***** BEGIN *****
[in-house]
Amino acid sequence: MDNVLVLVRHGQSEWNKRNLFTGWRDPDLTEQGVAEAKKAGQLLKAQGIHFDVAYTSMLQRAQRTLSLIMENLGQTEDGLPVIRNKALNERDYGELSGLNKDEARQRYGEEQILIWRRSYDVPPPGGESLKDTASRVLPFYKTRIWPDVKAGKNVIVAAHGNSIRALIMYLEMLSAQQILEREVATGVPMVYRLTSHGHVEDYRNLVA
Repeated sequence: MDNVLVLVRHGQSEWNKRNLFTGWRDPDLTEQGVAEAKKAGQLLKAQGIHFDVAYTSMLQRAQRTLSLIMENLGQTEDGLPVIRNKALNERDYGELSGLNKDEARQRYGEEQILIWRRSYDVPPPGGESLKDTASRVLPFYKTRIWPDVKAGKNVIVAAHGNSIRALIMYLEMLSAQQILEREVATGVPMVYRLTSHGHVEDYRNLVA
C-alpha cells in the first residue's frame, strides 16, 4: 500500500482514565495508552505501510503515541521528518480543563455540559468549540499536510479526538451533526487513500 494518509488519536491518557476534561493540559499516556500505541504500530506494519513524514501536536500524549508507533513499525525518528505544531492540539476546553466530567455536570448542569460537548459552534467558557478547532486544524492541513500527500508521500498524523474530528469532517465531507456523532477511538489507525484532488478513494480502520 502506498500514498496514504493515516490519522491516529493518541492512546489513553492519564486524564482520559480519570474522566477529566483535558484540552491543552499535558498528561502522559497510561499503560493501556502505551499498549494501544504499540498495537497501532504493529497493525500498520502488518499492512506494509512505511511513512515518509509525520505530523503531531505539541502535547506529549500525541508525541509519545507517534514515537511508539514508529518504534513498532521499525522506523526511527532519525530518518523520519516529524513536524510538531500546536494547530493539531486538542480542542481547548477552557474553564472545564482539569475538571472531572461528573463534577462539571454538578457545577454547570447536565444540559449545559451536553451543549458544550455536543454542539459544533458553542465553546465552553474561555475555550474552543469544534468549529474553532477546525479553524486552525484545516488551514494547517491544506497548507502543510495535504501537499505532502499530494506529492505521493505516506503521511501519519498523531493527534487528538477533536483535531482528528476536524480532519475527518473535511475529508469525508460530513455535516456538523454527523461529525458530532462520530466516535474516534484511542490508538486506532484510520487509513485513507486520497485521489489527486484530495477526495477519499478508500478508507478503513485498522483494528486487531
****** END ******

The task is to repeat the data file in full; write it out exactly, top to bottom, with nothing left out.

[in-house]
Amino acid sequence: MDNVLVLVRHGQSEWNKRNLFTGWRDPDLTEQGVAEAKKAGQLLKAQGIHFDVAYTSMLQRAQRTLSLIMENLGQTEDGLPVIRNKALNERDYGELSGLNKDEARQRYGEEQILIWRRSYDVPPPGGESLKDTASRVLPFYKTRIWPDVKAGKNVIVAAHGNSIRALIMYLEMLSAQQILEREVATGVPMVYRLTSHGHVEDYRNLVA
Repeated sequence: MDNVLVLVRHGQSEWNKRNLFTGWRDPDLTEQGVAEAKKAGQLLKAQGIHFDVAYTSMLQRAQRTLSLIMENLGQTEDGLPVIRNKALNERDYGELSGLNKDEARQRYGEEQILIWRRSYDVPPPGGESLKDTASRVLPFYKTRIWPDVKAGKNVIVAAHGNSIRALIMYLEMLSAQQILEREVATGVPMVYRLTSHGHVEDYRNLVA
C-alpha cells in the first residue's frame, strides 16, 4: 500500500482514565495508552505501510503515541521528518480543563455540559468549540499536510479526538451533526487513500 494518509488519536491518557476534561493540559499516556500505541504500530506494519513524514501536536500524549508507533513499525525518528505544531492540539476546553466530567455536570448542569460537548459552534467558557478547532486544524492541513500527500508521500498524523474530528469532517465531507456523532477511538489507525484532488478513494480502520 502506498500514498496514504493515516490519522491516529493518541492512546489513553492519564486524564482520559480519570474522566477529566483535558484540552491543552499535558498528561502522559497510561499503560493501556502505551499498549494501544504499540498495537497501532504493529497493525500498520502488518499492512506494509512505511511513512515518509509525520505530523503531531505539541502535547506529549500525541508525541509519545507517534514515537511508539514508529518504534513498532521499525522506523526511527532519525530518518523520519516529524513536524510538531500546536494547530493539531486538542480542542481547548477552557474553564472545564482539569475538571472531572461528573463534577462539571454538578457545577454547570447536565444540559449545559451536553451543549458544550455536543454542539459544533458553542465553546465552553474561555475555550474552543469544534468549529474553532477546525479553524486552525484545516488551514494547517491544506497548507502543510495535504501537499505532502499530494506529492505521493505516506503521511501519519498523531493527534487528538477533536483535531482528528476536524480532519475527518473535511475529508469525508460530513455535516456538523454527523461529525458530532462520530466516535474516534484511542490508538486506532484510520487509513485513507486520497485521489489527486484530495477526495477519499478508500478508507478503513485498522483494528486487531